Could a part time job be a part of your retirement strategy?

People are living longer and longer. For many people, retirement is the beginning of a whole new chapter in life, not just a brief epilogue. While the 9-5 grind may no longer be a necessity, many retirees are considering part time jobs as part of that new chapter. For some, this is a matter of economic necessity; they just don’t have enough saved to live in a manner they’d like. Others may be passionate about what they do and feel unready to stop working entirely. Some others may want to try a different field or use their skills in a new way.

There’s no rule that says you have to stop working once you retire. There are, however, rules about how the money you earn affects your other retirement benefits. If you’re eligible for social security benefits and are considering a part time job, here’s how it will affect you.

Social security benefit calculations are incredibly complicated, requiring quite a bit more math than the space of this column could allow. In a nutshell, there are two factors that determine how much money you get from social security: your earnings and the age you start collecting.

Your earnings are calculated from your 35 highest-earning eligible years, indexed to modern dollars. If you started working at age 23 and plan to retire at age 58 or later, those will likely be the basis for your benefit.  Unless you worked for a government or some other social security exempt institution, it’s unlikely you can move your earnings amount with a post-retirement part time job.

If you did most of your work for one of these entities, a part time job can really boost your benefit. Not only will you have more years of salary, but you’ll also have more years of “credit” with Social Security. A credit is based on salary, and you can earn a maximum of 4 per year. You earn one credit if you make $1,300 and the maximum of 4 if you make $5,200. 40 total credits are needed to get to full benefits, so a few years in a part time job can make a real difference.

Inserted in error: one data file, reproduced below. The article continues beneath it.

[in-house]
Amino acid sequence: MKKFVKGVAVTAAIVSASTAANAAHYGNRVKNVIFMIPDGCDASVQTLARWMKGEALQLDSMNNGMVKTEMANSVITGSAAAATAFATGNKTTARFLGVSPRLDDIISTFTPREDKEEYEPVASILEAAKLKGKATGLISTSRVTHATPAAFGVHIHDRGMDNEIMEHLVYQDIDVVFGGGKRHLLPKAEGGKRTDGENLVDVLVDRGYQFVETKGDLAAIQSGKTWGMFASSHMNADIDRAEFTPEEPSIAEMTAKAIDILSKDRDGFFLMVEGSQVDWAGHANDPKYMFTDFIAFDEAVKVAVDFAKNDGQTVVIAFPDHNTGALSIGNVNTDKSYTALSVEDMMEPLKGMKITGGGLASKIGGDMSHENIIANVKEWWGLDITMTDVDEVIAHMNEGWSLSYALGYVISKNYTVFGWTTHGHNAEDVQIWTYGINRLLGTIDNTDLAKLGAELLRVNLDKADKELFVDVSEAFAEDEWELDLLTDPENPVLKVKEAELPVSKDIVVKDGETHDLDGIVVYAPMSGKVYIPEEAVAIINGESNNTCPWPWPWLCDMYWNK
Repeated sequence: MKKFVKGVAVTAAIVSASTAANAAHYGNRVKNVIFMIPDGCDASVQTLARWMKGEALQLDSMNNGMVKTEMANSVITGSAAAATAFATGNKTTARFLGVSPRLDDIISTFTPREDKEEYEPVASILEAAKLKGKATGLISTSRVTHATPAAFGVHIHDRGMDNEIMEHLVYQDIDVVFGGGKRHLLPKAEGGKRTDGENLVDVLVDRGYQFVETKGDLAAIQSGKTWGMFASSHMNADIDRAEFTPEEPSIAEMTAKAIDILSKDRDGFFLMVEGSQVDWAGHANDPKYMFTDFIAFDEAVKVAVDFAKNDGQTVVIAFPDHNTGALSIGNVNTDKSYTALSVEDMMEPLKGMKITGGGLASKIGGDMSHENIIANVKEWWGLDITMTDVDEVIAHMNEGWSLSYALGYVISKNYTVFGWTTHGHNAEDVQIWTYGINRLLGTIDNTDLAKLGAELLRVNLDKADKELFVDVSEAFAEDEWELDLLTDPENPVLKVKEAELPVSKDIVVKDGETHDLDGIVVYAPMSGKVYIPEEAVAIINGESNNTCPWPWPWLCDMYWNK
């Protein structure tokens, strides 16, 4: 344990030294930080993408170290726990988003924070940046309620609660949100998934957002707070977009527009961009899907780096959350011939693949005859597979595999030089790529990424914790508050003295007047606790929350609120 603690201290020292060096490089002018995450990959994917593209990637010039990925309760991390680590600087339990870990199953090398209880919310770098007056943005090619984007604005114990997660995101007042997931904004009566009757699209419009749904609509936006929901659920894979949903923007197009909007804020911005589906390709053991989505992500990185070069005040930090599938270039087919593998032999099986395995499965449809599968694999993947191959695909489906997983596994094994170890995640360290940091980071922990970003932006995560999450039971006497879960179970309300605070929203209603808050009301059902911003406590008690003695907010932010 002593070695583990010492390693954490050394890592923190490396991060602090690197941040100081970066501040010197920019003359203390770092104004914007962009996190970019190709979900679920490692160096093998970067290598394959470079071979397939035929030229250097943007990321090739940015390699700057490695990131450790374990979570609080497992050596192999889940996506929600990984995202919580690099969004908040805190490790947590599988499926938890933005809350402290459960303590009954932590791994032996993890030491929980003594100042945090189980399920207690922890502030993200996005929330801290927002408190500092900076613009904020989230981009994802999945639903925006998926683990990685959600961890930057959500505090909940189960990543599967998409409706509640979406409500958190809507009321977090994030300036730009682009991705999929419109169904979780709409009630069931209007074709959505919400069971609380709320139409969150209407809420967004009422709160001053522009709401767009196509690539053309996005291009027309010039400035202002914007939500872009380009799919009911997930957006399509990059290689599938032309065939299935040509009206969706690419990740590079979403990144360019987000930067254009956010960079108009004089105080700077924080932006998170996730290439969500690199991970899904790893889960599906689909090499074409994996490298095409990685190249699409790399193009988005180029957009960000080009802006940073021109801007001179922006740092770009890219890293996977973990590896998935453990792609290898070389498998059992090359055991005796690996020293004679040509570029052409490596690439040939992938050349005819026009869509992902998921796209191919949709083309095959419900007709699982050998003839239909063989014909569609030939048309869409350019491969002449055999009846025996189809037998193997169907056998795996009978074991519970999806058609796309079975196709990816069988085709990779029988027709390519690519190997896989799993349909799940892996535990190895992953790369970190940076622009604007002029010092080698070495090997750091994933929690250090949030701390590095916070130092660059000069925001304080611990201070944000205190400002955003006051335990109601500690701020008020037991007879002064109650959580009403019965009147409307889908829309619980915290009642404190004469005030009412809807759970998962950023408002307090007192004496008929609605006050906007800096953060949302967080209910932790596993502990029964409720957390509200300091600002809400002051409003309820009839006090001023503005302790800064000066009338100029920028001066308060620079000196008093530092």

The age you start collecting plays a big role in your total benefits. Full retirement age, or the age at which you collect 100% of your benefit, is between 65 and 67, depending on when you were born.  You can take benefits as much as 5 years earlier if you need to, although the amount you receive will be drastically reduced.

Further, if you elect to take benefits early, there’s a cap on how much you can earn from a job. In 2017, that limit is $16,920. If you earn more than that, Social Security deducts $1 for every $2 you make beyond the limit. The limit gets higher in the year you reach full retirement age, and Social Security only deducts $1 for every $3 you make over the higher limit. In the month you reach full retirement age, there are no limits on your earnings.

There are also tax implications to the part time job decision.  Social Security benefits aren’t taxable if your total earnings, including Social Security benefits, are less than $25,000 or $32,000 for couples filing jointly. This would include things like IRA distributions, pension income, capital gains from investments, and other sources of income. If that total amount is greater than $34,000 for singles or $44,000 for married people filing jointly, then 85% of your benefits are subject to tax.

Working for additional years also allows you to make more efficient use of tax-advantaged retirement accounts. Your employer may offer a 401(k) program to maximize your retirement savings, and you can skip mandatory distributions from sponsored 401(k) plans as long as you’re actively working.

There are many reasons to keep working after you’ve officially “retired.” These might include meeting new people, doing something fulfilling, and, yes, a paycheck. Let these factors, along with some financial advice, guide you in determining if a part-time job is right for your retirement.

 

 

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